When 99.7% of KiwiSaver sales and transfers are done without personalised advice and indicates a sales model rather than an advice model I would expect a regulator whose job is to regulate would be immediately jumping on this very serious issue and issuing at least stern warnings (publicly to be effective)or better still stop actions or prosecutions.

The FMA has been talking about this very issue for a very long time now. Perhaps the individuals involved are worried about their next career move back into the industry they regulate??

The other double standard being applied is that as an individual AFA I will be required to sign away my rights to privacy when I renew my AFA status with the FMA (see the latest declaration you are required to sign) so that they have the luxury of getting personal information from "any person" to verify my character when QFEs' staff are exempt from this process altogether.

Come on FMA; get your bloody act together and be seen to be consistent, fair and working in the best interests of investors. None of the above shows you are not and consequently not fulfilling your charter.
On 18 November 2015 at 11:29 am w k said:
@R1: your 3rd para nailed it.
On 18 November 2015 at 4:04 pm Brent Sheather said:
Those directors and staff at the FMA who acknowledge we have a problem and are genuinely interested in seeing the finance sector actually “put clients’ interests first” rather than, as per the current regime, just disclosing that they don’t should be lobbying the Ministry of Innovation and Investment Banking to get rid of QFE’s. This almost certainly will not be a good career move. Curious too that the author of the QFE regime now works for a QFE.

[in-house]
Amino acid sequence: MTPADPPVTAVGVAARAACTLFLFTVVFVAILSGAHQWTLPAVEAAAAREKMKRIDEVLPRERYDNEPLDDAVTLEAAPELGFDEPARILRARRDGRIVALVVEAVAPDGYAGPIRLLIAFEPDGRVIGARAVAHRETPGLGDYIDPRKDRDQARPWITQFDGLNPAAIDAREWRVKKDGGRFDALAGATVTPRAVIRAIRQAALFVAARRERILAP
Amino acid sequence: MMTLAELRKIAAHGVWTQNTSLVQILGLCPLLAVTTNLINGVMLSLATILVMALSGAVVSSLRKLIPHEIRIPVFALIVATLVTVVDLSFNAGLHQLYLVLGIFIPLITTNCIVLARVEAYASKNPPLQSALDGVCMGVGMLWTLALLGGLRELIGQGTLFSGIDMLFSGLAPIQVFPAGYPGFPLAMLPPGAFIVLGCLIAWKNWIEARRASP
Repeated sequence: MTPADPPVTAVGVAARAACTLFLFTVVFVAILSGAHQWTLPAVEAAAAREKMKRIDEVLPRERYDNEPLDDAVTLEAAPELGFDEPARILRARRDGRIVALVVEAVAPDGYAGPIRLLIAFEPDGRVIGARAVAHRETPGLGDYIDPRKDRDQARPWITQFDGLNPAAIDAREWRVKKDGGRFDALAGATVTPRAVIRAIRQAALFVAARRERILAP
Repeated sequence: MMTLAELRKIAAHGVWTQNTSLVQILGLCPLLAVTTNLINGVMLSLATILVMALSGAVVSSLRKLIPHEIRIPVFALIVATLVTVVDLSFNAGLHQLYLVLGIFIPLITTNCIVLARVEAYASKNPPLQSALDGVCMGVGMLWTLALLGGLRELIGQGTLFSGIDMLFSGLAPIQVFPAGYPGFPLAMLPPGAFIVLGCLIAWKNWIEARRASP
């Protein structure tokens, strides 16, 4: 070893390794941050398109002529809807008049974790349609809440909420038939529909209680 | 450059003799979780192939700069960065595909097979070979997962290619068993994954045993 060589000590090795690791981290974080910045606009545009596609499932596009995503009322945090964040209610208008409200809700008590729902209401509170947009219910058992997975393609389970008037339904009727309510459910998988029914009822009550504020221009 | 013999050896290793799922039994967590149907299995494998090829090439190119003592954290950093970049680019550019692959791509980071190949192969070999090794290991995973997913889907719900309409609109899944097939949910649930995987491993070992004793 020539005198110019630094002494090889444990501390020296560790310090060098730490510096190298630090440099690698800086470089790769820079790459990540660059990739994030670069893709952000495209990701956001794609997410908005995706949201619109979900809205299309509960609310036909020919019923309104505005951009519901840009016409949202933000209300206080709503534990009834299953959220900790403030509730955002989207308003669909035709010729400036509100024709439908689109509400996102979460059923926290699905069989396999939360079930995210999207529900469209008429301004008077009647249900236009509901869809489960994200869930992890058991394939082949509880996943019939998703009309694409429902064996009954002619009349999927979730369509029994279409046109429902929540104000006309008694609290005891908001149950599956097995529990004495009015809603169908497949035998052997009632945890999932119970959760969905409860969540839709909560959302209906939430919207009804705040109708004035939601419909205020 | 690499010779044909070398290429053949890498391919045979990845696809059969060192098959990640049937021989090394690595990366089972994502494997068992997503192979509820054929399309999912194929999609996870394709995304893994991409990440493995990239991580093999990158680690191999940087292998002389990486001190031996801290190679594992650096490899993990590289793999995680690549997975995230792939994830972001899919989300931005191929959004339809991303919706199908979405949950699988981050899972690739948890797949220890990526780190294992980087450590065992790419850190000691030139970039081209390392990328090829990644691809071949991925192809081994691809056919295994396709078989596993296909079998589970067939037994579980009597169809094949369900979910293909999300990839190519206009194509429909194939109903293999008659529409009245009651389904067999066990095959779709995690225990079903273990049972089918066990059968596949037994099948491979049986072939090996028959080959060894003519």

On 18 November 2015 at 6:41 pm Pragmatic said:
Rare as it is: I agree with Brent's comments
On 19 November 2015 at 8:21 am Charity said:
The article says: "Mason said adviser regulation and other guidance messages directed at KiwiSaver providers had led to some becoming reluctant to offer personalised advice at all. The FMA wanted to engage with them to tackle that, mindful that the Financial Advisers Act would address some of the same issues, he said." One of the big problems with KiwiSaver is that it pays about one quarter or less of what an AFA normally charges (and on very small balances). This was incredibly short-sighted. Ask anyone whether they would be willing to do their job for 25% of what they currently make and see what response you get. Why did they think AFAs were any different? Until that is addressed, KiwiSaver investors will continue to get no advice. Additionally, AFAs are required to engage in a rigorous written advice process under the Code. To pour salt in the wounds, FMA issued guidance that said that RFAs were allowed to sell KiwiSaver. Not only do they get paid the same as an AFA and not only do they NOT have to give personalised advice, they CAN'T give personalised advice. Who thinks this stuff up? FMA is not going to fix this problem around KiwiSaver until they figure out a way that AFAs will be fairly compensated or that they reduce some of the regulatory burdens of providing personalised advice for KiwiSaver.